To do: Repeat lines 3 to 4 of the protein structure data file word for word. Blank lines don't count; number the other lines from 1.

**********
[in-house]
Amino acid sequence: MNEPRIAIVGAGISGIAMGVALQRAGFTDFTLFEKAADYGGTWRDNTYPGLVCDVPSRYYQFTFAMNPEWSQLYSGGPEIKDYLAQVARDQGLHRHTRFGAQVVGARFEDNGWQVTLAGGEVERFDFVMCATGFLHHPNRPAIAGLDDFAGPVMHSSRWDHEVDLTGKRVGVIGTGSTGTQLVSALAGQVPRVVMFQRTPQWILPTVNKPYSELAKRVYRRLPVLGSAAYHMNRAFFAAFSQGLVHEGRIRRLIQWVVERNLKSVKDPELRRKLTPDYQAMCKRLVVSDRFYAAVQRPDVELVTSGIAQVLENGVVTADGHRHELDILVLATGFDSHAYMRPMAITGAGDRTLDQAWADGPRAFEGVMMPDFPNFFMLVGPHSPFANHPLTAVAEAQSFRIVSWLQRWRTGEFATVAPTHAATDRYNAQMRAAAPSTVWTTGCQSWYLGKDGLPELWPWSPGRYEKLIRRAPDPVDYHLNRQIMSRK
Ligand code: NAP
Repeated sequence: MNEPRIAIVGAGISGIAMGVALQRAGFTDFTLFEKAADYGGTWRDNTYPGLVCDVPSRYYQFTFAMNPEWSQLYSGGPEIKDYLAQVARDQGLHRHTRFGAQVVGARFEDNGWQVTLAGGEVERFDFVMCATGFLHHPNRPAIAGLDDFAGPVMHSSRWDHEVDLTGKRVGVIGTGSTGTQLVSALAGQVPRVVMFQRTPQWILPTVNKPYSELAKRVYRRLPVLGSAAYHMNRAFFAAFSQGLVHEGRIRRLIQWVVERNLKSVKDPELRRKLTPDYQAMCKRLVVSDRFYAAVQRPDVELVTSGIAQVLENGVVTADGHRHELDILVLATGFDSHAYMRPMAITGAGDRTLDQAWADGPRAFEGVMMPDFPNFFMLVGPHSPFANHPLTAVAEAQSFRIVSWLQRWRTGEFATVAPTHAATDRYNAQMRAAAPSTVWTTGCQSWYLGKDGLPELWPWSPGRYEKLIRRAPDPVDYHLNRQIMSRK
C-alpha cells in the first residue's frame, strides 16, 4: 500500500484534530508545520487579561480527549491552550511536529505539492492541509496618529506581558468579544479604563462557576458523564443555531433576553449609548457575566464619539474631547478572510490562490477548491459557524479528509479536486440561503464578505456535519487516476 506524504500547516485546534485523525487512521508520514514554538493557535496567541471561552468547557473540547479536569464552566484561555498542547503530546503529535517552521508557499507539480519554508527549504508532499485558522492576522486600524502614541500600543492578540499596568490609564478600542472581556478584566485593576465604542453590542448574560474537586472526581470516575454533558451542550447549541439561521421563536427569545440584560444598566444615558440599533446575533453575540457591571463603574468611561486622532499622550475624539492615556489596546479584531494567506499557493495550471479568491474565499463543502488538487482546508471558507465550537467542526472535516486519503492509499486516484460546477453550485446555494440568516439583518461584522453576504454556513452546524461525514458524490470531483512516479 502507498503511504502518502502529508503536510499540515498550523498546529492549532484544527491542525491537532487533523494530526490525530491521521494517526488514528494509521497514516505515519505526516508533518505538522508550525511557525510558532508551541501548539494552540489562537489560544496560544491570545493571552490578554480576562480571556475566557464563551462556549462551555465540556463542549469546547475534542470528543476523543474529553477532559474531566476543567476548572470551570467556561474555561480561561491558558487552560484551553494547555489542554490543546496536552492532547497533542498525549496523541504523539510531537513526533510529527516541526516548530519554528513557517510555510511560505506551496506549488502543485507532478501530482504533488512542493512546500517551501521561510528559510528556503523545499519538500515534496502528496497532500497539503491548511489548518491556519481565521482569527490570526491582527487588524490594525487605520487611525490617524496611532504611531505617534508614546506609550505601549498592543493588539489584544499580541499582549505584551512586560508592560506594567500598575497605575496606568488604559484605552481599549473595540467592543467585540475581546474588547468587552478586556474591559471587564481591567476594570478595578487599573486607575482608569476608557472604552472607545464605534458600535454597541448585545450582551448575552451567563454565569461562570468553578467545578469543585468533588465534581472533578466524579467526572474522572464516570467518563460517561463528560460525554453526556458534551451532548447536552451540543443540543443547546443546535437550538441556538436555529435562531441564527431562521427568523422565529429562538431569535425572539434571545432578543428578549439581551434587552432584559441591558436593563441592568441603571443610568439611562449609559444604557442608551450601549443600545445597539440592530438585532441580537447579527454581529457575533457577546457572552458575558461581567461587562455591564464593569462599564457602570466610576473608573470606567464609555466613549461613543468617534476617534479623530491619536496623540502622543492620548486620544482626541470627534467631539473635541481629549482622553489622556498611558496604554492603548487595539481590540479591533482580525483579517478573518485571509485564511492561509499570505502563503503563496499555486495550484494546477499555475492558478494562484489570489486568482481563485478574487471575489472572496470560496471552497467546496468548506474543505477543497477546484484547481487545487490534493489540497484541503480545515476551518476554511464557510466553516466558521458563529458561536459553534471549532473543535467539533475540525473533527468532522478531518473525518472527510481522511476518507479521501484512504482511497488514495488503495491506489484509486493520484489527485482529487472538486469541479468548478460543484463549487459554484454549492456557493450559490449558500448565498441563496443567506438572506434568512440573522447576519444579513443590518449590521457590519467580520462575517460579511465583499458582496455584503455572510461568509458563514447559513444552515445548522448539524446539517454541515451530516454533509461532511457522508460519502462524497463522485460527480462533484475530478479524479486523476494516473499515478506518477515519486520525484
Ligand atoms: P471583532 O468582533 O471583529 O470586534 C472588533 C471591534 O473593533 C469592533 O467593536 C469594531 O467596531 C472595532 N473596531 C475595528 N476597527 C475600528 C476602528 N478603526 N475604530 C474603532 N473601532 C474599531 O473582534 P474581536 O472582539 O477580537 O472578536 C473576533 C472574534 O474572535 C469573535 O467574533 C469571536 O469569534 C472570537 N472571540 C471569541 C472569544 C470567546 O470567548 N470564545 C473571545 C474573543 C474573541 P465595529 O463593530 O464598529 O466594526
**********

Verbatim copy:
Ligand code: NAP
Repeated sequence: MNEPRIAIVGAGISGIAMGVALQRAGFTDFTLFEKAADYGGTWRDNTYPGLVCDVPSRYYQFTFAMNPEWSQLYSGGPEIKDYLAQVARDQGLHRHTRFGAQVVGARFEDNGWQVTLAGGEVERFDFVMCATGFLHHPNRPAIAGLDDFAGPVMHSSRWDHEVDLTGKRVGVIGTGSTGTQLVSALAGQVPRVVMFQRTPQWILPTVNKPYSELAKRVYRRLPVLGSAAYHMNRAFFAAFSQGLVHEGRIRRLIQWVVERNLKSVKDPELRRKLTPDYQAMCKRLVVSDRFYAAVQRPDVELVTSGIAQVLENGVVTADGHRHELDILVLATGFDSHAYMRPMAITGAGDRTLDQAWADGPRAFEGVMMPDFPNFFMLVGPHSPFANHPLTAVAEAQSFRIVSWLQRWRTGEFATVAPTHAATDRYNAQMRAAAPSTVWTTGCQSWYLGKDGLPELWPWSPGRYEKLIRRAPDPVDYHLNRQIMSRK